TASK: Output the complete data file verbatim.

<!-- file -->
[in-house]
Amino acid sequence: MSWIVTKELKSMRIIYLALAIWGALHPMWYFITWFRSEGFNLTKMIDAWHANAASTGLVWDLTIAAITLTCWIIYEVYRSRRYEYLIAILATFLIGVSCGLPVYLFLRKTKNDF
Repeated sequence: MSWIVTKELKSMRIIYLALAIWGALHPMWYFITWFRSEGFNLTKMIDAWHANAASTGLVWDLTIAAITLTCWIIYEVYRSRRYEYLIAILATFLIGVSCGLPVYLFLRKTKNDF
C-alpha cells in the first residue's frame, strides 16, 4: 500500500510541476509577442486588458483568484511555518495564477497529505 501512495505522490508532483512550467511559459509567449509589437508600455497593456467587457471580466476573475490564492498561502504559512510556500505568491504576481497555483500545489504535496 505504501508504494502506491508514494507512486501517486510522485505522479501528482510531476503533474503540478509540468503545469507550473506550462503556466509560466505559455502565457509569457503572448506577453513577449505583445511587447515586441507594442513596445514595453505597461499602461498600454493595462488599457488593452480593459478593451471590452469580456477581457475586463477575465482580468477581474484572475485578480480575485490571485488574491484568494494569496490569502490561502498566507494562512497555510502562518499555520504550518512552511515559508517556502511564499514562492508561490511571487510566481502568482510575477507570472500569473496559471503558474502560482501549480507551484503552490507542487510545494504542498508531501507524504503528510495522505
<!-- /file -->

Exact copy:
[in-house]
Amino acid sequence: MSWIVTKELKSMRIIYLALAIWGALHPMWYFITWFRSEGFNLTKMIDAWHANAASTGLVWDLTIAAITLTCWIIYEVYRSRRYEYLIAILATFLIGVSCGLPVYLFLRKTKNDF
Repeated sequence: MSWIVTKELKSMRIIYLALAIWGALHPMWYFITWFRSEGFNLTKMIDAWHANAASTGLVWDLTIAAITLTCWIIYEVYRSRRYEYLIAILATFLIGVSCGLPVYLFLRKTKNDF
C-alpha cells in the first residue's frame, strides 16, 4: 500500500510541476509577442486588458483568484511555518495564477497529505 501512495505522490508532483512550467511559459509567449509589437508600455497593456467587457471580466476573475490564492498561502504559512510556500505568491504576481497555483500545489504535496 505504501508504494502506491508514494507512486501517486510522485505522479501528482510531476503533474503540478509540468503545469507550473506550462503556466509560466505559455502565457509569457503572448506577453513577449505583445511587447515586441507594442513596445514595453505597461499602461498600454493595462488599457488593452480593459478593451471590452469580456477581457475586463477575465482580468477581474484572475485578480480575485490571485488574491484568494494569496490569502490561502498566507494562512497555510502562518499555520504550518512552511515559508517556502511564499514562492508561490511571487510566481502568482510575477507570472500569473496559471503558474502560482501549480507551484503552490507542487510545494504542498508531501507524504503528510495522505